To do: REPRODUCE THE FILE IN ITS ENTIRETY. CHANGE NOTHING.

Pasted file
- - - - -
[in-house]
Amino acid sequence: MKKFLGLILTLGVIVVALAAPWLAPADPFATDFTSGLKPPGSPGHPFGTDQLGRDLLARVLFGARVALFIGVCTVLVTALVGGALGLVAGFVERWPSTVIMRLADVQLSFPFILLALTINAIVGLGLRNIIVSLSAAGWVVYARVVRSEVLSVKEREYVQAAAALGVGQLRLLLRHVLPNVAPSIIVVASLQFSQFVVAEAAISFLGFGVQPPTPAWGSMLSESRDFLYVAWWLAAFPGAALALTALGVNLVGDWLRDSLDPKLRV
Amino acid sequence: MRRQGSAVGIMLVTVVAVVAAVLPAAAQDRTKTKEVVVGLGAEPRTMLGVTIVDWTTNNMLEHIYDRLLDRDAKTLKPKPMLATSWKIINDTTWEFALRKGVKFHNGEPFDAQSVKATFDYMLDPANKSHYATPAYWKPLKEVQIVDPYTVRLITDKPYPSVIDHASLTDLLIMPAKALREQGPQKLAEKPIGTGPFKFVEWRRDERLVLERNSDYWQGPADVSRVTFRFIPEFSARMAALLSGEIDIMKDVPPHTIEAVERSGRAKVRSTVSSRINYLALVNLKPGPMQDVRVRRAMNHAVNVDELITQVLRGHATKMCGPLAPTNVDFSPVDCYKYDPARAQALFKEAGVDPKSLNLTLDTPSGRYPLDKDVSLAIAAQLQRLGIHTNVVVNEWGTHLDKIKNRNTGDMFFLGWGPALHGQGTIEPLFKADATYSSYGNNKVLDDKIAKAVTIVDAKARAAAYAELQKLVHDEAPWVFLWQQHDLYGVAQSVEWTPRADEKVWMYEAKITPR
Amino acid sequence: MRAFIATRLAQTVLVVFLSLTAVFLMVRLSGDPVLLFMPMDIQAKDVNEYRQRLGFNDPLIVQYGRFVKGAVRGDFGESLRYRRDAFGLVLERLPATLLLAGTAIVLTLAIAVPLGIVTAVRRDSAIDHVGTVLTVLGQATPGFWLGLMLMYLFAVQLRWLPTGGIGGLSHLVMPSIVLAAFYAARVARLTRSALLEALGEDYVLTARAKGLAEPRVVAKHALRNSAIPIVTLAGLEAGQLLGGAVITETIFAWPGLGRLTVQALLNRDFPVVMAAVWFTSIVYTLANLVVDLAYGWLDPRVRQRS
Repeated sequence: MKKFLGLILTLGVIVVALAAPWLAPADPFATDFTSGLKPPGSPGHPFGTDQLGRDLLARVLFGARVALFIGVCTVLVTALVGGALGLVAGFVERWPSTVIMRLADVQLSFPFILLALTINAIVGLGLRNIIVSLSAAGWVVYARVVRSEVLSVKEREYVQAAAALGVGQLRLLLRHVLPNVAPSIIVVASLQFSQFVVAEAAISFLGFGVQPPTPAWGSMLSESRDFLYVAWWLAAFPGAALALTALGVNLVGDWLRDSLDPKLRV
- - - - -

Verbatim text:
[in-house]
Amino acid sequence: MKKFLGLILTLGVIVVALAAPWLAPADPFATDFTSGLKPPGSPGHPFGTDQLGRDLLARVLFGARVALFIGVCTVLVTALVGGALGLVAGFVERWPSTVIMRLADVQLSFPFILLALTINAIVGLGLRNIIVSLSAAGWVVYARVVRSEVLSVKEREYVQAAAALGVGQLRLLLRHVLPNVAPSIIVVASLQFSQFVVAEAAISFLGFGVQPPTPAWGSMLSESRDFLYVAWWLAAFPGAALALTALGVNLVGDWLRDSLDPKLRV
Amino acid sequence: MRRQGSAVGIMLVTVVAVVAAVLPAAAQDRTKTKEVVVGLGAEPRTMLGVTIVDWTTNNMLEHIYDRLLDRDAKTLKPKPMLATSWKIINDTTWEFALRKGVKFHNGEPFDAQSVKATFDYMLDPANKSHYATPAYWKPLKEVQIVDPYTVRLITDKPYPSVIDHASLTDLLIMPAKALREQGPQKLAEKPIGTGPFKFVEWRRDERLVLERNSDYWQGPADVSRVTFRFIPEFSARMAALLSGEIDIMKDVPPHTIEAVERSGRAKVRSTVSSRINYLALVNLKPGPMQDVRVRRAMNHAVNVDELITQVLRGHATKMCGPLAPTNVDFSPVDCYKYDPARAQALFKEAGVDPKSLNLTLDTPSGRYPLDKDVSLAIAAQLQRLGIHTNVVVNEWGTHLDKIKNRNTGDMFFLGWGPALHGQGTIEPLFKADATYSSYGNNKVLDDKIAKAVTIVDAKARAAAYAELQKLVHDEAPWVFLWQQHDLYGVAQSVEWTPRADEKVWMYEAKITPR
Amino acid sequence: MRAFIATRLAQTVLVVFLSLTAVFLMVRLSGDPVLLFMPMDIQAKDVNEYRQRLGFNDPLIVQYGRFVKGAVRGDFGESLRYRRDAFGLVLERLPATLLLAGTAIVLTLAIAVPLGIVTAVRRDSAIDHVGTVLTVLGQATPGFWLGLMLMYLFAVQLRWLPTGGIGGLSHLVMPSIVLAAFYAARVARLTRSALLEALGEDYVLTARAKGLAEPRVVAKHALRNSAIPIVTLAGLEAGQLLGGAVITETIFAWPGLGRLTVQALLNRDFPVVMAAVWFTSIVYTLANLVVDLAYGWLDPRVRQRS
Repeated sequence: MKKFLGLILTLGVIVVALAAPWLAPADPFATDFTSGLKPPGSPGHPFGTDQLGRDLLARVLFGARVALFIGVCTVLVTALVGGALGLVAGFVERWPSTVIMRLADVQLSFPFILLALTINAIVGLGLRNIIVSLSAAGWVVYARVVRSEVLSVKEREYVQAAAALGVGQLRLLLRHVLPNVAPSIIVVASLQFSQFVVAEAAISFLGFGVQPPTPAWGSMLSESRDFLYVAWWLAAFPGAALALTALGVNLVGDWLRDSLDPKLRV